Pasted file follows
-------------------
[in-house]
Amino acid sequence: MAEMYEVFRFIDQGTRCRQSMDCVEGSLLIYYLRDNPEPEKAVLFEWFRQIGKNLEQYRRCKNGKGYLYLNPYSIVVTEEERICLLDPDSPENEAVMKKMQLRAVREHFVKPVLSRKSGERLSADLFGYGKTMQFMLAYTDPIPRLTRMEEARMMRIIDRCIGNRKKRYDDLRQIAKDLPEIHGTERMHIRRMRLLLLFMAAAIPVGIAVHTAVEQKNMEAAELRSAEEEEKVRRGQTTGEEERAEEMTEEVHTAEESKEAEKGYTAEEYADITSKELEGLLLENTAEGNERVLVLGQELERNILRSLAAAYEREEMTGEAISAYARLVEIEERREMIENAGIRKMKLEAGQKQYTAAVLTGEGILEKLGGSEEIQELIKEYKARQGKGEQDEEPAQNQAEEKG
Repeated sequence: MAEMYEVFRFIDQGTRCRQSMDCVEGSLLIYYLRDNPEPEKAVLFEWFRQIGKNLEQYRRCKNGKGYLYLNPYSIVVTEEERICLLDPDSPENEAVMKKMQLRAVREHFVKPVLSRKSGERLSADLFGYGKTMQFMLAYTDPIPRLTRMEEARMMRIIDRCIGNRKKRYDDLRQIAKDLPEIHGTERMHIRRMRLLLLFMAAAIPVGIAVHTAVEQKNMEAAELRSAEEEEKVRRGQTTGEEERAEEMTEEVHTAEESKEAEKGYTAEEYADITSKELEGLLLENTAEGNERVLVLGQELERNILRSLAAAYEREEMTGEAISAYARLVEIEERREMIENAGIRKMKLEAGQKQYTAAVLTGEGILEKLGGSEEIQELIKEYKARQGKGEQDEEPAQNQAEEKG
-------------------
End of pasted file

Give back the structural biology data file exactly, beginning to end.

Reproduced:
[in-house]
Amino acid sequence: MAEMYEVFRFIDQGTRCRQSMDCVEGSLLIYYLRDNPEPEKAVLFEWFRQIGKNLEQYRRCKNGKGYLYLNPYSIVVTEEERICLLDPDSPENEAVMKKMQLRAVREHFVKPVLSRKSGERLSADLFGYGKTMQFMLAYTDPIPRLTRMEEARMMRIIDRCIGNRKKRYDDLRQIAKDLPEIHGTERMHIRRMRLLLLFMAAAIPVGIAVHTAVEQKNMEAAELRSAEEEEKVRRGQTTGEEERAEEMTEEVHTAEESKEAEKGYTAEEYADITSKELEGLLLENTAEGNERVLVLGQELERNILRSLAAAYEREEMTGEAISAYARLVEIEERREMIENAGIRKMKLEAGQKQYTAAVLTGEGILEKLGGSEEIQELIKEYKARQGKGEQDEEPAQNQAEEKG
Repeated sequence: MAEMYEVFRFIDQGTRCRQSMDCVEGSLLIYYLRDNPEPEKAVLFEWFRQIGKNLEQYRRCKNGKGYLYLNPYSIVVTEEERICLLDPDSPENEAVMKKMQLRAVREHFVKPVLSRKSGERLSADLFGYGKTMQFMLAYTDPIPRLTRMEEARMMRIIDRCIGNRKKRYDDLRQIAKDLPEIHGTERMHIRRMRLLLLFMAAAIPVGIAVHTAVEQKNMEAAELRSAEEEEKVRRGQTTGEEERAEEMTEEVHTAEESKEAEKGYTAEEYADITSKELEGLLLENTAEGNERVLVLGQELERNILRSLAAAYEREEMTGEAISAYARLVEIEERREMIENAGIRKMKLEAGQKQYTAAVLTGEGILEKLGGSEEIQELIKEYKARQGKGEQDEEPAQNQAEEKG